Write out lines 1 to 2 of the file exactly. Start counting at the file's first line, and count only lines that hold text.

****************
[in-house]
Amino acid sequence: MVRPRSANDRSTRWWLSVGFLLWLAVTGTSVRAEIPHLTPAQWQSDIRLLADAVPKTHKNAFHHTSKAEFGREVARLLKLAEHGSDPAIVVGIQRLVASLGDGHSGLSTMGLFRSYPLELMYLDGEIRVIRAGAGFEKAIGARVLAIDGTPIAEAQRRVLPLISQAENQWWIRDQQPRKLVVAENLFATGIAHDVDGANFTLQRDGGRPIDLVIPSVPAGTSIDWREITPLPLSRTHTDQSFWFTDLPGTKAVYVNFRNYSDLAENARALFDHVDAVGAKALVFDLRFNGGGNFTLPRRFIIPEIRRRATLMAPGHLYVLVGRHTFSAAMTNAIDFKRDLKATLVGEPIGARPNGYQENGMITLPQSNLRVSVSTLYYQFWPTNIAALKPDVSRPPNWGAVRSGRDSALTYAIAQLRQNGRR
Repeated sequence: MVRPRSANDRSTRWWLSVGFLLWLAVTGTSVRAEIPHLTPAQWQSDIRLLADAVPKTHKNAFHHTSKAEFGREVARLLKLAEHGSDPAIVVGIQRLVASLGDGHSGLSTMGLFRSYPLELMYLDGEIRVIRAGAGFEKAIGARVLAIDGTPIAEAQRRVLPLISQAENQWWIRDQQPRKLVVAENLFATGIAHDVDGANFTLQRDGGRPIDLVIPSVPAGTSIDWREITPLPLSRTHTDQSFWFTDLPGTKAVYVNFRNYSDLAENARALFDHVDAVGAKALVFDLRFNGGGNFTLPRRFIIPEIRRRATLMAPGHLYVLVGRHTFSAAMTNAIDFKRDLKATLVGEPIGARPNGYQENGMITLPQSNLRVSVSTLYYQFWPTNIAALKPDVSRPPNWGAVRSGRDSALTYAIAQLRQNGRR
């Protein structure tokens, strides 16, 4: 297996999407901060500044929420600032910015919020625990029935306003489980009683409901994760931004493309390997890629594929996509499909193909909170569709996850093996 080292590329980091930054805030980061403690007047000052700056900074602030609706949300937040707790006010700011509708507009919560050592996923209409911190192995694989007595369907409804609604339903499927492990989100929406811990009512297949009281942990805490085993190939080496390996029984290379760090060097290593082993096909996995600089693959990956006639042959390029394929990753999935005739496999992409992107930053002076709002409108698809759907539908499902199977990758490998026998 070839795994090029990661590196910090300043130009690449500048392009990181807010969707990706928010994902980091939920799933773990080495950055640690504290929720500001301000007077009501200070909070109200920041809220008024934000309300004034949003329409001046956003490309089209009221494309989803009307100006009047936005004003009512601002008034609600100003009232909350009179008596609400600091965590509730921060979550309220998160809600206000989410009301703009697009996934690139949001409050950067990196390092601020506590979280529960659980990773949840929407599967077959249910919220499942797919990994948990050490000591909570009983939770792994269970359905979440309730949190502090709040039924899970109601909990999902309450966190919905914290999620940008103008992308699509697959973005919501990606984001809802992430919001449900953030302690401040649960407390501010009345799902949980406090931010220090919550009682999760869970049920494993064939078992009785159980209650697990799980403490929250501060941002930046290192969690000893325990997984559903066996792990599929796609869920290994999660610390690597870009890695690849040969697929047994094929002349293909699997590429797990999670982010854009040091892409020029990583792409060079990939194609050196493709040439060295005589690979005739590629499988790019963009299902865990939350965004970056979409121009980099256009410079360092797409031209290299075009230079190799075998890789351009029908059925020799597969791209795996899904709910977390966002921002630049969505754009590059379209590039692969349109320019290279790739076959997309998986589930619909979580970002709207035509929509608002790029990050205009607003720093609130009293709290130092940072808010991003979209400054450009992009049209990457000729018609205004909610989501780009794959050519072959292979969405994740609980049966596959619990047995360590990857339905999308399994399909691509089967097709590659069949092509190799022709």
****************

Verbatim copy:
[in-house]
Amino acid sequence: MVRPRSANDRSTRWWLSVGFLLWLAVTGTSVRAEIPHLTPAQWQSDIRLLADAVPKTHKNAFHHTSKAEFGREVARLLKLAEHGSDPAIVVGIQRLVASLGDGHSGLSTMGLFRSYPLELMYLDGEIRVIRAGAGFEKAIGARVLAIDGTPIAEAQRRVLPLISQAENQWWIRDQQPRKLVVAENLFATGIAHDVDGANFTLQRDGGRPIDLVIPSVPAGTSIDWREITPLPLSRTHTDQSFWFTDLPGTKAVYVNFRNYSDLAENARALFDHVDAVGAKALVFDLRFNGGGNFTLPRRFIIPEIRRRATLMAPGHLYVLVGRHTFSAAMTNAIDFKRDLKATLVGEPIGARPNGYQENGMITLPQSNLRVSVSTLYYQFWPTNIAALKPDVSRPPNWGAVRSGRDSALTYAIAQLRQNGRR